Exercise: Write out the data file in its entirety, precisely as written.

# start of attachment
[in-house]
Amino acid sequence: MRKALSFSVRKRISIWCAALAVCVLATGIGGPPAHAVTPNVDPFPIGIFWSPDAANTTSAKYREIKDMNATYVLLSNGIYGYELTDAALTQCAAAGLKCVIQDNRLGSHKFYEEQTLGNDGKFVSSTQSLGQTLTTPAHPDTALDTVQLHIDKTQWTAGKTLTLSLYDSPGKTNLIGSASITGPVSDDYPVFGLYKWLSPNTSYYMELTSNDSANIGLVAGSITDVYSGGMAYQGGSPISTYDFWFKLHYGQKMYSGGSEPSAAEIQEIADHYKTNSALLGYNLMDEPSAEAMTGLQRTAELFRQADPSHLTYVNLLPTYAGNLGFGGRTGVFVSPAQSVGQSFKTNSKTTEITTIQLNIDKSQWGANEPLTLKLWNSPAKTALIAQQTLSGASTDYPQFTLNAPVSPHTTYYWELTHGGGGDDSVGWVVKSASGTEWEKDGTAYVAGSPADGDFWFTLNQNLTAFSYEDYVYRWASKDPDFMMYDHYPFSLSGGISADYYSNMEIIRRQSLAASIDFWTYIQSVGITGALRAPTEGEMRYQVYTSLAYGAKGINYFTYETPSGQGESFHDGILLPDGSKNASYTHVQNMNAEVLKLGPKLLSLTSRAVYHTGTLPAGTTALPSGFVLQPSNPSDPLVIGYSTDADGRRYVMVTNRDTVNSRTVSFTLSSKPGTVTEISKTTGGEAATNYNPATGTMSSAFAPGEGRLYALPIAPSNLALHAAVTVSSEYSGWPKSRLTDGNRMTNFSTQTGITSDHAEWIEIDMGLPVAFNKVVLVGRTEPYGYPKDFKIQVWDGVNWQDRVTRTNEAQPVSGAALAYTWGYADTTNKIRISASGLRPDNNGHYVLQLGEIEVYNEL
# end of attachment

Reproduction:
[in-house]
Amino acid sequence: MRKALSFSVRKRISIWCAALAVCVLATGIGGPPAHAVTPNVDPFPIGIFWSPDAANTTSAKYREIKDMNATYVLLSNGIYGYELTDAALTQCAAAGLKCVIQDNRLGSHKFYEEQTLGNDGKFVSSTQSLGQTLTTPAHPDTALDTVQLHIDKTQWTAGKTLTLSLYDSPGKTNLIGSASITGPVSDDYPVFGLYKWLSPNTSYYMELTSNDSANIGLVAGSITDVYSGGMAYQGGSPISTYDFWFKLHYGQKMYSGGSEPSAAEIQEIADHYKTNSALLGYNLMDEPSAEAMTGLQRTAELFRQADPSHLTYVNLLPTYAGNLGFGGRTGVFVSPAQSVGQSFKTNSKTTEITTIQLNIDKSQWGANEPLTLKLWNSPAKTALIAQQTLSGASTDYPQFTLNAPVSPHTTYYWELTHGGGGDDSVGWVVKSASGTEWEKDGTAYVAGSPADGDFWFTLNQNLTAFSYEDYVYRWASKDPDFMMYDHYPFSLSGGISADYYSNMEIIRRQSLAASIDFWTYIQSVGITGALRAPTEGEMRYQVYTSLAYGAKGINYFTYETPSGQGESFHDGILLPDGSKNASYTHVQNMNAEVLKLGPKLLSLTSRAVYHTGTLPAGTTALPSGFVLQPSNPSDPLVIGYSTDADGRRYVMVTNRDTVNSRTVSFTLSSKPGTVTEISKTTGGEAATNYNPATGTMSSAFAPGEGRLYALPIAPSNLALHAAVTVSSEYSGWPKSRLTDGNRMTNFSTQTGITSDHAEWIEIDMGLPVAFNKVVLVGRTEPYGYPKDFKIQVWDGVNWQDRVTRTNEAQPVSGAALAYTWGYADTTNKIRISASGLRPDNNGHYVLQLGEIEVYNEL